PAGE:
Learning Abstract - Why Not Assess and Document All Learning? by William J. Flynn
As we look forward to the second Learning Summit, to be held in Baltimore in the summer of 2004, it may be an appropriate time to look back at some of the movements and events that have shaped the community college agenda in recent years. The conference’s focus on assessment is relevant and timely, given the direction taken by regional accreditation agencies in recent years. But perhaps in emphasizing assessment as a means of measuring and enhancing learning, we are overlooking another crucial dimension of the academic experience: how we ultimately document learning for the learner and how the learner can use that documentation to enter into and advance through the world of work.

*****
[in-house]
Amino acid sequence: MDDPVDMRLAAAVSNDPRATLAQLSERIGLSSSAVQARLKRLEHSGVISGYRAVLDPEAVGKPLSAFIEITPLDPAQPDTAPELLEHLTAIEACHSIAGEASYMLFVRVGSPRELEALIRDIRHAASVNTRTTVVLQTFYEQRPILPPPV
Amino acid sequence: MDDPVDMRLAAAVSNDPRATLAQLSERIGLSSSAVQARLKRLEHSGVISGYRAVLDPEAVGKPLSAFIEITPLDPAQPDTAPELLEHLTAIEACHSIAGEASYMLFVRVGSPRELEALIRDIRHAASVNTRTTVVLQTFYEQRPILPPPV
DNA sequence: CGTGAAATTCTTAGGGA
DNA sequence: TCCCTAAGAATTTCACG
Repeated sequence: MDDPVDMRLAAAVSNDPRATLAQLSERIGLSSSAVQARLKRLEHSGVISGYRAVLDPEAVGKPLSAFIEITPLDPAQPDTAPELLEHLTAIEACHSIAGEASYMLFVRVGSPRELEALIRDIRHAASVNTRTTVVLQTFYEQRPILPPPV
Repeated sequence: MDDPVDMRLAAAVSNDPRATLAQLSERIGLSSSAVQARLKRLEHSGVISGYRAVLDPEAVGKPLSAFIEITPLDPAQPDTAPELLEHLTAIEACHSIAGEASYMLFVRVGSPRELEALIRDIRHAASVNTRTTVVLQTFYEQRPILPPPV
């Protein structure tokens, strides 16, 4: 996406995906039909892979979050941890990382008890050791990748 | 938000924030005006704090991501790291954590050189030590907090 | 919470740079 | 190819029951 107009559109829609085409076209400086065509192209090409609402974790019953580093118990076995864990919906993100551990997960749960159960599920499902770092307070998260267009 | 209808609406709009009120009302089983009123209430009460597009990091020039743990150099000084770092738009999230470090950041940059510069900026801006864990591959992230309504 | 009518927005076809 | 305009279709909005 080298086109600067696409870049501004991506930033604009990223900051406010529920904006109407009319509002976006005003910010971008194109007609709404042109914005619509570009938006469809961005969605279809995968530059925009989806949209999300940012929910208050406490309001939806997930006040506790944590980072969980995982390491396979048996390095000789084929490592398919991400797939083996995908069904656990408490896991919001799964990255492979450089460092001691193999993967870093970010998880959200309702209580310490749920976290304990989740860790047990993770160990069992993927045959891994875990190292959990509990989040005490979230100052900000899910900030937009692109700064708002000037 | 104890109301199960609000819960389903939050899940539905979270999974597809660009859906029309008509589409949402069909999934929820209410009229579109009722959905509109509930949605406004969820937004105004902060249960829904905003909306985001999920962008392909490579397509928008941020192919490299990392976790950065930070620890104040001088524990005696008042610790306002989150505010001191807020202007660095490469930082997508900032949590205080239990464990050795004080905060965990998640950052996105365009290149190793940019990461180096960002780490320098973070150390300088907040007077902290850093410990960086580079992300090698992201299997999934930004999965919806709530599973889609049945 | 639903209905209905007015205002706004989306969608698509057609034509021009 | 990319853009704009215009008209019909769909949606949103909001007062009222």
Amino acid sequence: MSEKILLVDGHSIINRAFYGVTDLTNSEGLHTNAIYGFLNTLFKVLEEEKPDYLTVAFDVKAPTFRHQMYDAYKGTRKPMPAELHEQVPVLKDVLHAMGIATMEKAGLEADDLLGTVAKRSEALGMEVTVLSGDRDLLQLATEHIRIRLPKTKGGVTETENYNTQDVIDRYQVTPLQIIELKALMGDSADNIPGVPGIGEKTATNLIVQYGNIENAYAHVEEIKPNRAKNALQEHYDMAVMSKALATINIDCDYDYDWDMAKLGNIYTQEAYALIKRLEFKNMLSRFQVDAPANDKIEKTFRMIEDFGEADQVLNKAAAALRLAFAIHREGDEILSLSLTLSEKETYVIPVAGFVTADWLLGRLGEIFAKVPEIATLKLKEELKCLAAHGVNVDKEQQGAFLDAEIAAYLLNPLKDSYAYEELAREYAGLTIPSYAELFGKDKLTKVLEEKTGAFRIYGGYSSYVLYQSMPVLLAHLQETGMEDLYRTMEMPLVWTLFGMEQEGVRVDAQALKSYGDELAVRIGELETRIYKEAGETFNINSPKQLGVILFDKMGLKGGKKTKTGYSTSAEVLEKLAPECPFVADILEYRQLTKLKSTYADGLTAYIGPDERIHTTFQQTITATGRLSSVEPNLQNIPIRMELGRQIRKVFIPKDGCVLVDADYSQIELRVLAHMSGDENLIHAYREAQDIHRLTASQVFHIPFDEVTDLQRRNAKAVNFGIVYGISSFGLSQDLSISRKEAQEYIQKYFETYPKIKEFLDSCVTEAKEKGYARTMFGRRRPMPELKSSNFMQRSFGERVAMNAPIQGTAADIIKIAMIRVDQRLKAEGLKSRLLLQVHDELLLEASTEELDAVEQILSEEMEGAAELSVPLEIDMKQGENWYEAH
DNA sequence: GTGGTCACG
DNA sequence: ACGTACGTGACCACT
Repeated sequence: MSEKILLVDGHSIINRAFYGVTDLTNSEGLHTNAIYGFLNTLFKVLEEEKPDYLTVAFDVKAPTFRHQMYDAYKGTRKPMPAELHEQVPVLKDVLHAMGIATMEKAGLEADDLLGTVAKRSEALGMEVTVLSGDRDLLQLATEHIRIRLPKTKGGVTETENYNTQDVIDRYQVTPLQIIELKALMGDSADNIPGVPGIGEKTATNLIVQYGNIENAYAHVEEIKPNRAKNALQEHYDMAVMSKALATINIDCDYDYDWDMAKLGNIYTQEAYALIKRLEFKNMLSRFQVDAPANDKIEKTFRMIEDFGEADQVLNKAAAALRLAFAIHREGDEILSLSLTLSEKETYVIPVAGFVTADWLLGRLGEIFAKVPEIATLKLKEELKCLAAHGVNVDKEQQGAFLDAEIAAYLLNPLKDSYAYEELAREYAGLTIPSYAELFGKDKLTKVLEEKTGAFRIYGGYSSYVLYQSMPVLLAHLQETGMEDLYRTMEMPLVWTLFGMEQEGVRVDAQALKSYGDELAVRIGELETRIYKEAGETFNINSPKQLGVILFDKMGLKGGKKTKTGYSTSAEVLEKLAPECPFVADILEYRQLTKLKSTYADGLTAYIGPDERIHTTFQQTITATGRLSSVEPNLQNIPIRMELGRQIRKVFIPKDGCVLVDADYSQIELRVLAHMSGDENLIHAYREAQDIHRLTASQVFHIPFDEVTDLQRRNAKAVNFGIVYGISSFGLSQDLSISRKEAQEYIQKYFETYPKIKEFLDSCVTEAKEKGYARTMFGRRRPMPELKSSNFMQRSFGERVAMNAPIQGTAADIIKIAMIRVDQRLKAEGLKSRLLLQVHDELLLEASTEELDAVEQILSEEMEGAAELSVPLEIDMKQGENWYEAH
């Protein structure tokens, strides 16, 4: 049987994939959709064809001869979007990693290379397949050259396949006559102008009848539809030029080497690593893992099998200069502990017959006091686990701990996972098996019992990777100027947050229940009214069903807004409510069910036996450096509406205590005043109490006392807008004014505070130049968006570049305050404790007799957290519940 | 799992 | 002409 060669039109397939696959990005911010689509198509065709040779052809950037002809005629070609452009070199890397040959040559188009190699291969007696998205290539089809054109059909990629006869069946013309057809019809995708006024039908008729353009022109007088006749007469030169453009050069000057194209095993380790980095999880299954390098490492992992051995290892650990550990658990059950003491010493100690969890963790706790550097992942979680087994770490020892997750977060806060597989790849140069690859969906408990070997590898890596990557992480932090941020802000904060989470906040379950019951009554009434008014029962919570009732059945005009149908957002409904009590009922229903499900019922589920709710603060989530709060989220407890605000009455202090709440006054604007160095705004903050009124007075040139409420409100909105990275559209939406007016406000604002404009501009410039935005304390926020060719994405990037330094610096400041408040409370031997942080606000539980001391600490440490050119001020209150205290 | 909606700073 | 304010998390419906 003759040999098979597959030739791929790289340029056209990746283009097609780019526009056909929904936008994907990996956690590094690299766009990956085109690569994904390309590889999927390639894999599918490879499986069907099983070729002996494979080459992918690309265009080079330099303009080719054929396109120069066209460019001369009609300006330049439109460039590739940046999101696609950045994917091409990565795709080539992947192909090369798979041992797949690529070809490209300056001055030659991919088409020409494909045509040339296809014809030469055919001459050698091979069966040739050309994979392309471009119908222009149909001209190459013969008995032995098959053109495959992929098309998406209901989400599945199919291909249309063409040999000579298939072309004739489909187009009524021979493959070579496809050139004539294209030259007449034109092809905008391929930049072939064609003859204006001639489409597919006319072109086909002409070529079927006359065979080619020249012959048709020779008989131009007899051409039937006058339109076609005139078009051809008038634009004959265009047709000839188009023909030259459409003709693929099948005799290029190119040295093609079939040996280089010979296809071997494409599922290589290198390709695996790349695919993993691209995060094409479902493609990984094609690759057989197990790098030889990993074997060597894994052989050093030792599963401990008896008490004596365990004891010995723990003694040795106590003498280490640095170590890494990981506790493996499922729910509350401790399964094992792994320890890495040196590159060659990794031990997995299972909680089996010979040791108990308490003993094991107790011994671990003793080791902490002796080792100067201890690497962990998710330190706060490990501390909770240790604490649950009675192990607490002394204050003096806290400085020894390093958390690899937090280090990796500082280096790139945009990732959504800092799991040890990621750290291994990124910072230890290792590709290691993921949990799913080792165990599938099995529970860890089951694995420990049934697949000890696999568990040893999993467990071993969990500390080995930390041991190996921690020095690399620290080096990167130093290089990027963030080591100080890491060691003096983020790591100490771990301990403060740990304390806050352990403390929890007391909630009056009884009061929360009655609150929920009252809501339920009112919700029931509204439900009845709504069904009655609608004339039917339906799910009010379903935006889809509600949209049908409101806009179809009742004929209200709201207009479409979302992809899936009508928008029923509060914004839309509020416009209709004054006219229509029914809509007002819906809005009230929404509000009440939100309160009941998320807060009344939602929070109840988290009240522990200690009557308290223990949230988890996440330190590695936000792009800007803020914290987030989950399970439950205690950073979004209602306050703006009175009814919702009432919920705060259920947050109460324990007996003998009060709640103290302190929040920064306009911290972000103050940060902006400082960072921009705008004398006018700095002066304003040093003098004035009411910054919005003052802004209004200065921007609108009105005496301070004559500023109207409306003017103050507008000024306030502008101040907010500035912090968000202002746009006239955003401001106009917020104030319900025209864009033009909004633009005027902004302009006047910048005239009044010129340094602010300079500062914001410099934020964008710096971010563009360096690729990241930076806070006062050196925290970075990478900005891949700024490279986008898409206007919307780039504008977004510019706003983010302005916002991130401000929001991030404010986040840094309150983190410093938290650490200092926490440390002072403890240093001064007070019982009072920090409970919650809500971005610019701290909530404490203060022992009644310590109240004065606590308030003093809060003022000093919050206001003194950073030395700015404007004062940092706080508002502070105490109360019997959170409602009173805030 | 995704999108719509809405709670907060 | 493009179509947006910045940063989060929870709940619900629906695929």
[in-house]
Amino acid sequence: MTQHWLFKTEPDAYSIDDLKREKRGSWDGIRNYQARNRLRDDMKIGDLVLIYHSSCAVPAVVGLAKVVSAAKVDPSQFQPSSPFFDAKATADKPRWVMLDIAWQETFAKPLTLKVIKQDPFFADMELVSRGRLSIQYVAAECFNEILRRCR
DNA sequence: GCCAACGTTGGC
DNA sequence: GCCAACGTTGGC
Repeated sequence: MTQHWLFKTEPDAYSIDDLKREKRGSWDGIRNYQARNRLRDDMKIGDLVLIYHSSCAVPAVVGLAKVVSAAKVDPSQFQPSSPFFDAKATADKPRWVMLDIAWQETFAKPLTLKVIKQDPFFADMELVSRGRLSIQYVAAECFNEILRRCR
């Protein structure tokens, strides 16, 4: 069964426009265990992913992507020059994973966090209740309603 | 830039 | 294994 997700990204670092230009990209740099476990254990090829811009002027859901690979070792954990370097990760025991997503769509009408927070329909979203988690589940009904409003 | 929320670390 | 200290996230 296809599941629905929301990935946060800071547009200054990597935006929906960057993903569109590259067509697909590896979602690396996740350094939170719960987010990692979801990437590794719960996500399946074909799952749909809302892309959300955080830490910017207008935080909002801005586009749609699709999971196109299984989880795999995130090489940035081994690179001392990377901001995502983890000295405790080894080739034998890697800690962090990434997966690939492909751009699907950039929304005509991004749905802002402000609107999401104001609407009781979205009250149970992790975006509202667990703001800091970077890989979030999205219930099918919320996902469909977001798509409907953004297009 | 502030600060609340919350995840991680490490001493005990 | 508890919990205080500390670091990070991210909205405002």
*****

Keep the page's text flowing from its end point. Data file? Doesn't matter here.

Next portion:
With the implementation of the Workforce Investment Act (WIA) in 1998,
America’s community colleges, long providers of transfer degrees and
occupational education for the emerging workforce, now had a new challenge. To be active players in WIA and participants in the local one-stop centers, colleges now faced significant competition, including the corporate sector, and would be viewed and judged by different standards than the accustomed accreditation visit every 10 years.
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Dr. Susan Salvador
Office for Student Services